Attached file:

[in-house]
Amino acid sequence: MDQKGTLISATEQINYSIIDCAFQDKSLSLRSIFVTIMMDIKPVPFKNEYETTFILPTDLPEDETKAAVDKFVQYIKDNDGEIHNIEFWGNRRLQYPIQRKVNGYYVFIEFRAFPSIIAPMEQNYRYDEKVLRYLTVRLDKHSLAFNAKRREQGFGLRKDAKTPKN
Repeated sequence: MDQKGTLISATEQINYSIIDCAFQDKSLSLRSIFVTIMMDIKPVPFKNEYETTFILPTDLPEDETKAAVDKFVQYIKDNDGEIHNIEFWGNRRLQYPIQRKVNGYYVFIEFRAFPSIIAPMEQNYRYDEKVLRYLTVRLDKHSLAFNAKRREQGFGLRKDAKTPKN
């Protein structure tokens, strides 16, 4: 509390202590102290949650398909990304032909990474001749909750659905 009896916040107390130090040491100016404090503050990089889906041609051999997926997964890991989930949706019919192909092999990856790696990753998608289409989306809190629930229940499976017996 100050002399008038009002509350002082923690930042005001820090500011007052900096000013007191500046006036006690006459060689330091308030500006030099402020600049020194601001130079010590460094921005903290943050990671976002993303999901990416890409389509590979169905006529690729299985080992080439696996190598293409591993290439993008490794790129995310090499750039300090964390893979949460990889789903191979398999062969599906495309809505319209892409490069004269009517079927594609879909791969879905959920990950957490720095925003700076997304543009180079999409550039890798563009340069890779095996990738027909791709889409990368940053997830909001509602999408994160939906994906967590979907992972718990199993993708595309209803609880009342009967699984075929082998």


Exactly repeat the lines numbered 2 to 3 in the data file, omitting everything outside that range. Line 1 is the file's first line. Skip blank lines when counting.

Amino acid sequence: MDQKGTLISATEQINYSIIDCAFQDKSLSLRSIFVTIMMDIKPVPFKNEYETTFILPTDLPEDETKAAVDKFVQYIKDNDGEIHNIEFWGNRRLQYPIQRKVNGYYVFIEFRAFPSIIAPMEQNYRYDEKVLRYLTVRLDKHSLAFNAKRREQGFGLRKDAKTPKN
Repeated sequence: MDQKGTLISATEQINYSIIDCAFQDKSLSLRSIFVTIMMDIKPVPFKNEYETTFILPTDLPEDETKAAVDKFVQYIKDNDGEIHNIEFWGNRRLQYPIQRKVNGYYVFIEFRAFPSIIAPMEQNYRYDEKVLRYLTVRLDKHSLAFNAKRREQGFGLRKDAKTPKN